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European Archives of Paediatric Dentistry

, Volume 16, Issue 3, pp 233–234 | Cite as

The European Academy of Paediatric Dentistry and Molar Incisor Hypomineralisation

  • K. WeerheijmEmail author
Editorial

In September 2003, the European Academy of Paediatric Dentistry (EAPD) published its first special issue (Volume 4 issue 3, 2003). The general theme of this special issue was Molar Incisor Hypomineralisation (MIH). Besides prevalence figures, (restorative) treatment, fluoride intake and MIH, a description of the phenomenon of MIH and EAPD judgement criteria for MIH in epidemiologic studies were proposed.

The EAPD has been a pioneer in distributing and sharing MIH knowledge and research-related matters with their members. In the December 2008 issue (Volume 9 issue 4, 2008), an MIH update was given as the basis for the upcoming 2009 EAPD MIH Interim Symposium in Helsinki, Finland. The results of this Helsinki meeting discussions can be found in the April issue of 2010 (Volume 11 issue 2, 2010).

At the moment, it is 2015; about 1 year after the MIH Workshop held in Sopot Poland at the 12th EAPD congress and 12 years after the first special issue. The time has come for an update and a second MIH special issue.

As Martin Curzon stated in his 2003 editorial, already in the 1940s the best time for extraction of the first permanent molars was discussed. Nowadays, despite the decline in caries prevalence, the first permanent molar extraction is still a serious treatment option. At that time, the high caries prevalence was the main reason for the extraction of the ‘keystone’ molars. Today, enamel disturbances such as MIH contribute to this.

Although early diagnosis of MIH with preventive follow-up immediately after eruption is the most important approach in the treatment of such molars, sometimes the defects are too severe to restore the molars in the long term. This brings us back to the 1940s discussions when to extract this important molar.

In 2015, the aetiology of MIH is still unknown but more knowledge has been gained about the clinical characteristics of the opacities. As far as we know now, the aetiology seems to be multifactorial with maybe a genetic predisposition. Evidence of specific factors remains weak, resulting in a lack of consensus regarding protocols and limited understanding regarding the exact pathogenesis.

Research has also been focused on primary molars. This resulted in reports of comparable lesions in hypomineralised second primary molars (HSPM). The presence of HSPM and demarcated opacities in erupting permanent incisors can be used as one of the risk indicators of MIH. Also colour and location of the demarcated opacities in MIH-affected molars are indicative of the relative risk for post-eruptive enamel breakdown: clinician’s tools for an early diagnosis and helpful in proper treatment planning.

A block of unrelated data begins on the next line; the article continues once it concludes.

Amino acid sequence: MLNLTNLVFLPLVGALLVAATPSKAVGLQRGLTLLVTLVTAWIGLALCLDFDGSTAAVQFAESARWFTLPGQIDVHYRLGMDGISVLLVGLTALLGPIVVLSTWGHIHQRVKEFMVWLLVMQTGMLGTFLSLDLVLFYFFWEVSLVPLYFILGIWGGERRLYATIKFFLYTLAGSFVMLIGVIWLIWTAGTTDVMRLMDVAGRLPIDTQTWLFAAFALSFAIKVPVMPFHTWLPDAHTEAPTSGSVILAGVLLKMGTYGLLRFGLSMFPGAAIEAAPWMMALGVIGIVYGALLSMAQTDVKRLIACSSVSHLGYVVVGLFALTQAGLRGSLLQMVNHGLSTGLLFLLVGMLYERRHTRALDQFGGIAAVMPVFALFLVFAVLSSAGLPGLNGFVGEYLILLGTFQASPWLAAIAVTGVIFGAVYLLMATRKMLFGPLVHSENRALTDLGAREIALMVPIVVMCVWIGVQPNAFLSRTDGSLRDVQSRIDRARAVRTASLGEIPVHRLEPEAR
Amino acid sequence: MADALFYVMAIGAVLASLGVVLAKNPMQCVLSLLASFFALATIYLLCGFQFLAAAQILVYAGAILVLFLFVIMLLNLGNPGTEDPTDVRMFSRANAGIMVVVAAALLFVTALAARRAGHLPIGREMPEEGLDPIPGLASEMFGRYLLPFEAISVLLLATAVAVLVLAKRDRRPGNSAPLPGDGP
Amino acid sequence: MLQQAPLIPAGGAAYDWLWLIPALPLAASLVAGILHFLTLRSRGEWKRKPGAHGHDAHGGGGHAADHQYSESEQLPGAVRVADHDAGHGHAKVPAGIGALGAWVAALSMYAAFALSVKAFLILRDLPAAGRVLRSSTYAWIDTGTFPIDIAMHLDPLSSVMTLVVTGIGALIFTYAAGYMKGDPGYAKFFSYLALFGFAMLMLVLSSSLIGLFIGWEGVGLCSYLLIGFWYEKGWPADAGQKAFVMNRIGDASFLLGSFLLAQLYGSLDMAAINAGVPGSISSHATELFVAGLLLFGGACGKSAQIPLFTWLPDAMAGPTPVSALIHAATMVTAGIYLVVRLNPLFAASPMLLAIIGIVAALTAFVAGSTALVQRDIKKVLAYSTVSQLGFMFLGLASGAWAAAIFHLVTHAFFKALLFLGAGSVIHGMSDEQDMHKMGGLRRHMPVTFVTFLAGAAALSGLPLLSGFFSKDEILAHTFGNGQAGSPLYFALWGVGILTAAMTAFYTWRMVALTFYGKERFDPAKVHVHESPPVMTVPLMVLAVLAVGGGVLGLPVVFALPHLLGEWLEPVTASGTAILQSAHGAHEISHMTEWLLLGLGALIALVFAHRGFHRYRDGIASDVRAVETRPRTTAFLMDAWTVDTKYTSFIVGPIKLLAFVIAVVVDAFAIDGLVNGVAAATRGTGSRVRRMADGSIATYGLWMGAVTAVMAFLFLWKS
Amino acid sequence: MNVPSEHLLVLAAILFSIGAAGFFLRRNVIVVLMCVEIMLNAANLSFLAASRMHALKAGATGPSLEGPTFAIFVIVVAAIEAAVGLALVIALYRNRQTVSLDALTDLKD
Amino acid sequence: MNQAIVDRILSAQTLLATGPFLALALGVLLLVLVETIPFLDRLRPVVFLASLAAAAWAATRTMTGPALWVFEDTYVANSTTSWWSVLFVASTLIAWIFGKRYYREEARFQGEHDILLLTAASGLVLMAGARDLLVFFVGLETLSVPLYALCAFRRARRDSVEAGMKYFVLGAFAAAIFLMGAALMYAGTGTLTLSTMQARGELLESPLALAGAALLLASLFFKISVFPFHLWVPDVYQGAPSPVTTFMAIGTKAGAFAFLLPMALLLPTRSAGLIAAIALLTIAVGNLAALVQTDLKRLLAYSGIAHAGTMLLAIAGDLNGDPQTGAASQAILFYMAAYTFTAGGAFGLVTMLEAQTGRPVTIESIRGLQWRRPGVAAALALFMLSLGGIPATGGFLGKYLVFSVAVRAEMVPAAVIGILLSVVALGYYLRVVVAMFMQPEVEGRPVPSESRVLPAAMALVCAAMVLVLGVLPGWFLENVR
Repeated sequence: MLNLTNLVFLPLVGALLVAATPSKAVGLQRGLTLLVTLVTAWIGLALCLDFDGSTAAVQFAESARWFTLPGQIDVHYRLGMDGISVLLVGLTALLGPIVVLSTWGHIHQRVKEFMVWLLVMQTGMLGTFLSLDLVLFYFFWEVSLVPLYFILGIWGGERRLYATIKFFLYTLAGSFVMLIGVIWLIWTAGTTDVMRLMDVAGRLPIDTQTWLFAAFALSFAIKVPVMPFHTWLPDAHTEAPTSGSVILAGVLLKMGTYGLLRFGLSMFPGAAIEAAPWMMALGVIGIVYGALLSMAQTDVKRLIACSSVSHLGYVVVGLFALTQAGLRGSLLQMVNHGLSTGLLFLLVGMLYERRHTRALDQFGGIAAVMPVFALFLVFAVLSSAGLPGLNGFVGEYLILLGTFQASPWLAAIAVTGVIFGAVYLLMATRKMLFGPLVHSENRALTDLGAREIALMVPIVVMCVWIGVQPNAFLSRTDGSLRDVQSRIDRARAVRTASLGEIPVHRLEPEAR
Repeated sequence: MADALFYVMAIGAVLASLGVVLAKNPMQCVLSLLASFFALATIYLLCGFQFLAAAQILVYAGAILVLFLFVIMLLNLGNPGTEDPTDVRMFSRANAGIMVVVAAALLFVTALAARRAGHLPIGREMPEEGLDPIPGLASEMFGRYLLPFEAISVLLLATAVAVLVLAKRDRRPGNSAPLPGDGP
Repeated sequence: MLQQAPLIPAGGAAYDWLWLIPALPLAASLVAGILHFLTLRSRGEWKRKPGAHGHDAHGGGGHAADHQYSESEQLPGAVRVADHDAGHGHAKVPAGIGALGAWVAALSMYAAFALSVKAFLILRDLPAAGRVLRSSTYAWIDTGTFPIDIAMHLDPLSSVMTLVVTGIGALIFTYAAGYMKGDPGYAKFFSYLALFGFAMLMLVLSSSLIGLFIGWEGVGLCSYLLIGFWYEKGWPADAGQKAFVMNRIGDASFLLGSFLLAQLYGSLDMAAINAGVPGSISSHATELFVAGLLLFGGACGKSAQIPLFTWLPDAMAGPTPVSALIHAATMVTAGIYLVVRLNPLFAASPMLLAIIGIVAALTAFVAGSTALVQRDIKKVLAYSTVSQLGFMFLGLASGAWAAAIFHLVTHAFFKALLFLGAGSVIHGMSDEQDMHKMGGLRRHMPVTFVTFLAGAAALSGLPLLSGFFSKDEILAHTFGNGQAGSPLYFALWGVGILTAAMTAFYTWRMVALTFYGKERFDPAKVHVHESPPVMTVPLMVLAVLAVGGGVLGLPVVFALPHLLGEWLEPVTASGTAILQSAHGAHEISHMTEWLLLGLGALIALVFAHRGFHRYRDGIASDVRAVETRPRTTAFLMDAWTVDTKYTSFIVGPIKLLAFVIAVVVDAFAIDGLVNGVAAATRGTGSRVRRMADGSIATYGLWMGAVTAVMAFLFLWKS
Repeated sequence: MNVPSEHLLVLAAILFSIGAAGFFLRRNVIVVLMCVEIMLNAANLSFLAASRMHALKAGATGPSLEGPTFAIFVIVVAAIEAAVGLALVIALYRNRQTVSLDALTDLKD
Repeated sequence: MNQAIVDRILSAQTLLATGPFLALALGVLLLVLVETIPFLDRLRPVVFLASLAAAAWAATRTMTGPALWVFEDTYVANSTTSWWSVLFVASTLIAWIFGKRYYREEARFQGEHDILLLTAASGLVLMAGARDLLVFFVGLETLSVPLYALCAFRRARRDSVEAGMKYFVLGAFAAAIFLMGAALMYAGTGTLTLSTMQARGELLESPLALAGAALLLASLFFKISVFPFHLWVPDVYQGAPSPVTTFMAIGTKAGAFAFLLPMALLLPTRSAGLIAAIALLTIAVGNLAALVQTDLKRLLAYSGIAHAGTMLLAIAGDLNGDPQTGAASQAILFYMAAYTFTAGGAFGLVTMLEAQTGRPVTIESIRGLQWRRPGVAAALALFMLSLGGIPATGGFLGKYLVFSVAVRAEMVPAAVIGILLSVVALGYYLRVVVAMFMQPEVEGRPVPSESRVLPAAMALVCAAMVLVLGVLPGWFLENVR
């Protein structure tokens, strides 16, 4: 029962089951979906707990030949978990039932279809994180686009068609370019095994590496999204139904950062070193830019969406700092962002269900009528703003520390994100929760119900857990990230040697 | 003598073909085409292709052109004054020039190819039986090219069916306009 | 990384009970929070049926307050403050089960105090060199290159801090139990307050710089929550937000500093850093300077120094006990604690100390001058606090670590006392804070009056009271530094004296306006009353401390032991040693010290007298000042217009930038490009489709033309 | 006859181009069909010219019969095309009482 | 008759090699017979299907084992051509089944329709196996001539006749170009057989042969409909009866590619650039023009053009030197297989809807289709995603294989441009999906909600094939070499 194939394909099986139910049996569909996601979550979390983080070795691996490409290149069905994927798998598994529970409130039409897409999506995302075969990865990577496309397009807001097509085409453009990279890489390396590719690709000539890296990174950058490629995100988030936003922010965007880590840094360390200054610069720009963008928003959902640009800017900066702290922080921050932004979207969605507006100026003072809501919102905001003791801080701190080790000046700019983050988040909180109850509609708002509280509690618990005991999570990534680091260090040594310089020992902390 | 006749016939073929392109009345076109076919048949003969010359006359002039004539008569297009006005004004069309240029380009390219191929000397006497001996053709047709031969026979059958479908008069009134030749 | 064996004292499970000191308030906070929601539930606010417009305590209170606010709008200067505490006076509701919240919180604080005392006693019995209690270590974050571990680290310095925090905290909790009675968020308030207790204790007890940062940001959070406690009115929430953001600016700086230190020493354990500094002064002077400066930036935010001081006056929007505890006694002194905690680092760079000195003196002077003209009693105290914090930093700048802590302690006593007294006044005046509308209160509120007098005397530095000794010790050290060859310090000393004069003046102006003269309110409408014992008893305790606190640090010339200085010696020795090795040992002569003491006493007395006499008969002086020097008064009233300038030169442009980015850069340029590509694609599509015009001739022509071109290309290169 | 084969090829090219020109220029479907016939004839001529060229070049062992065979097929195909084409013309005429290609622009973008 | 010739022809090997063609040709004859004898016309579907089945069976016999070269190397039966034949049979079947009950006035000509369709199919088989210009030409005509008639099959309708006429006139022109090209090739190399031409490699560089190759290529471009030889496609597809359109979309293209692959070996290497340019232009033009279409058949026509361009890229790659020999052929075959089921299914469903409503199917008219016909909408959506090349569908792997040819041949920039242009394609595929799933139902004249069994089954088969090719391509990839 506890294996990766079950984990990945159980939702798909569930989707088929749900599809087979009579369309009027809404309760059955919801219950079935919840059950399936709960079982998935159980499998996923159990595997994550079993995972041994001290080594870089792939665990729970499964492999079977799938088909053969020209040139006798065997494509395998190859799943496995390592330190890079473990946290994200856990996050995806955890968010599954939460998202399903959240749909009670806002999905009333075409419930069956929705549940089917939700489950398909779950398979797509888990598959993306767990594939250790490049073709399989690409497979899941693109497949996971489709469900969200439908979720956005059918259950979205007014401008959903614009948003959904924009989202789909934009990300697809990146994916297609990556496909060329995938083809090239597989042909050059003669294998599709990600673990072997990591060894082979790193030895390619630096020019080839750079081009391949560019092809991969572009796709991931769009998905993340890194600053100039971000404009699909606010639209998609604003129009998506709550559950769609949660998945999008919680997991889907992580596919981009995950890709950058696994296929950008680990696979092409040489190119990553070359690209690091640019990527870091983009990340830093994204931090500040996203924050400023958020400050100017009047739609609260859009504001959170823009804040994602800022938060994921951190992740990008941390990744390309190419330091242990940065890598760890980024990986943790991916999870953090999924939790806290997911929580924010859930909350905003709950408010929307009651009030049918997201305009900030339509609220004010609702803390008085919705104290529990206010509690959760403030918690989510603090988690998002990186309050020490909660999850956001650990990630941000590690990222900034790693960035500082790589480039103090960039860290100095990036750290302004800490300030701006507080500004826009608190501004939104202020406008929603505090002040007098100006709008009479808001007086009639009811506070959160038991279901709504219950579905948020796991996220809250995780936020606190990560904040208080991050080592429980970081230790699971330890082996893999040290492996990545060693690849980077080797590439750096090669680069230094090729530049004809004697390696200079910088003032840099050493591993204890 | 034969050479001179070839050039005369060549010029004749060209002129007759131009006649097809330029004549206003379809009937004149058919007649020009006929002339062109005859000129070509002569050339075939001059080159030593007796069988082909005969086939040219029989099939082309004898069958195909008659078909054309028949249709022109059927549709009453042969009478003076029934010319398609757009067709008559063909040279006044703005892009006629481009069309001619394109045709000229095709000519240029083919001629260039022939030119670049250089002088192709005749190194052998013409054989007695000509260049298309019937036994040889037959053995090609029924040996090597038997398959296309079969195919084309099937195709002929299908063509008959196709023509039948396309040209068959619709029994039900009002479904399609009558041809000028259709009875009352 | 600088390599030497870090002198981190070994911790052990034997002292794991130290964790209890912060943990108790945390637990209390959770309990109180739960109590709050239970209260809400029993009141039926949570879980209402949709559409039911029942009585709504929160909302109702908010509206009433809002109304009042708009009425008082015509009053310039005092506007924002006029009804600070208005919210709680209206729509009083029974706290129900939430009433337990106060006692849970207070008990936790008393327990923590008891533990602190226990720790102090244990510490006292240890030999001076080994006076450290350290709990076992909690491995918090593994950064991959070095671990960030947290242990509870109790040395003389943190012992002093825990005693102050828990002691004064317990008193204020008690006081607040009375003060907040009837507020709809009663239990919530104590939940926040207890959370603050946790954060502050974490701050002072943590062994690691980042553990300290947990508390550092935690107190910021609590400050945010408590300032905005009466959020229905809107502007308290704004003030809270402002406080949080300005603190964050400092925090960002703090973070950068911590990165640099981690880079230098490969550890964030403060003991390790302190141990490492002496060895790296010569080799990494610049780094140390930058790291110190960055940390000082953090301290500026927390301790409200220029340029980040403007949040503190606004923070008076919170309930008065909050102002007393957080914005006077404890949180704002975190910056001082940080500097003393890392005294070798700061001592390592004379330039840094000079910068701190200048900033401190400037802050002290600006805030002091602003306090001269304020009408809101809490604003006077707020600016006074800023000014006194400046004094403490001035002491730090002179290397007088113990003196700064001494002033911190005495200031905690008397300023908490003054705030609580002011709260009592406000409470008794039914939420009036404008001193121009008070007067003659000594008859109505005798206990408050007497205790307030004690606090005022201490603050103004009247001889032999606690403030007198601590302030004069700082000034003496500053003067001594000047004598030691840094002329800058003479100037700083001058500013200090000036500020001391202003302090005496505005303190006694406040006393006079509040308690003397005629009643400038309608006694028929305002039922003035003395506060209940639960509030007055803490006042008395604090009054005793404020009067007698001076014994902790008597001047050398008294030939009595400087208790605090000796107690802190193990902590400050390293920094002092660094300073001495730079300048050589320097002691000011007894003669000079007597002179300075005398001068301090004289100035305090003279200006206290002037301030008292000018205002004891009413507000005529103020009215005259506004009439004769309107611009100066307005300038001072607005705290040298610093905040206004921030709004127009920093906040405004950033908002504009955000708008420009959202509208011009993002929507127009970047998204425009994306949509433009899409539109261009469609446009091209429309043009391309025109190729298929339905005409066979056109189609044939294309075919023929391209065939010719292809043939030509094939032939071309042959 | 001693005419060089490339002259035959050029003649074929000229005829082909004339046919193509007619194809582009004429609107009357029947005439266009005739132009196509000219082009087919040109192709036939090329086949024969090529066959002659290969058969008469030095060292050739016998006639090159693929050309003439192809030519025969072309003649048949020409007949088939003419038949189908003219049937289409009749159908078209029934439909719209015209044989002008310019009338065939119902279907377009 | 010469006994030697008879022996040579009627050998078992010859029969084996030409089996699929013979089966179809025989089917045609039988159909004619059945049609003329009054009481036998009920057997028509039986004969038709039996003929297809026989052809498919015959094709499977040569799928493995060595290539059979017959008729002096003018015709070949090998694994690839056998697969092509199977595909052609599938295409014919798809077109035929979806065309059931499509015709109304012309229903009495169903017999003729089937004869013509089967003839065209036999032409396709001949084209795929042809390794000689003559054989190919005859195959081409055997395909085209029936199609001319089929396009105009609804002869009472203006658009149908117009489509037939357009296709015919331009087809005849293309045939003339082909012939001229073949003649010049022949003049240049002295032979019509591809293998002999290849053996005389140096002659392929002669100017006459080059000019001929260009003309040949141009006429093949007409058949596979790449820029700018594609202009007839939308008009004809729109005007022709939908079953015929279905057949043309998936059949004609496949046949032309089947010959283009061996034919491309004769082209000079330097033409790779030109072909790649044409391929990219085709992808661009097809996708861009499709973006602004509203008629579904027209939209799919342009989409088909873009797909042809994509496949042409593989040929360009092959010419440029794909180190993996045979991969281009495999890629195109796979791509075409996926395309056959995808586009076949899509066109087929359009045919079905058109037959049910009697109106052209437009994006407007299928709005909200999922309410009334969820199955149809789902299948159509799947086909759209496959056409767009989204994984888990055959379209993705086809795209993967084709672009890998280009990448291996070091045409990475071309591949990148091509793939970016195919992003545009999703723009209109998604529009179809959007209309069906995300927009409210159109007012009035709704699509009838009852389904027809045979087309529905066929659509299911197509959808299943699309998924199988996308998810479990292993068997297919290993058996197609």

Although the EAPD criteria have been used extensively since 2003, prevalence ratings of MIH found in epidemiological surveys still differ considerably and are sometimes difficult to interpret. Representative data of countries are missing. Most values mentioned are only representative for specific areas. There is a need for a worldwide-accepted standardised scoring and calibration system. Standardisations of surveys contain also a minimum number of participants (at least 300 for prevalence—and 1000 for prospective aetiology studies) per study.

During examination of children as a part of MIH or HSPM studies, we always have to keep in mind the purpose of the study and the original reason for the definition of MIH.

In MIH research, we have to distinguish between clinical and research relevance. We all know that opacities—also demarcated ones—can be found throughout the whole dentition. We also know that not all opacities have the same origin. While even demarcated opacities and other enamel defects can look identical to MIH. Especially in daily dental practice, the clinical pattern of recognising first permanent molars with or without incisor involvement is important. As researchers we should never forget the clinical relevance and importance of our research. This means that in MIH research, sometimes a simple screening study with a short form with only target teeth will do, for example, MIH and HSPM prevalence studies as part of epidemiological caries prevalence studies. On the other hand, if we want to get deeper into the problem with longitudinal observational research, a longer form could be more appropriate.

In Sopot, it became clear that maybe it is time to update the EAPD 2003 and 2009 criteria once again. A review of MIH prevalence data until the end of 2014 makes it clear that standardisation of the MIH research is still one of the first priorities. A suggestion for a new updated scoring system with a long- and a short-form variant with photographs for calibration is the opening article of this issue. Due to the generosity of sponsors, we are able to provide this article to you as an open access article.

The other MIH-related manuscripts in this special issue—I hope—would also trigger our research genes. With new insight of the influence of fluoride on MIH opacities, prevalence of only opacities on incisors without molar involvement, prevalence figures out of Nigeria and the severity of MIH molars in a German school population. Things to think about and results to discuss with colleagues.

I wish you a lot of reading pleasure and new ideas for MIH and HSPM research, hopefully resulting in a third special issue providing us with answers to the remaining questions concerning this child unfriendly enamel disturbance.

Copyright information

© European Academy of Paediatric Dentistry 2015

Authors and Affiliations

  1. 1.Paediatric Research Project (PREP)AmsterdamThe Netherlands

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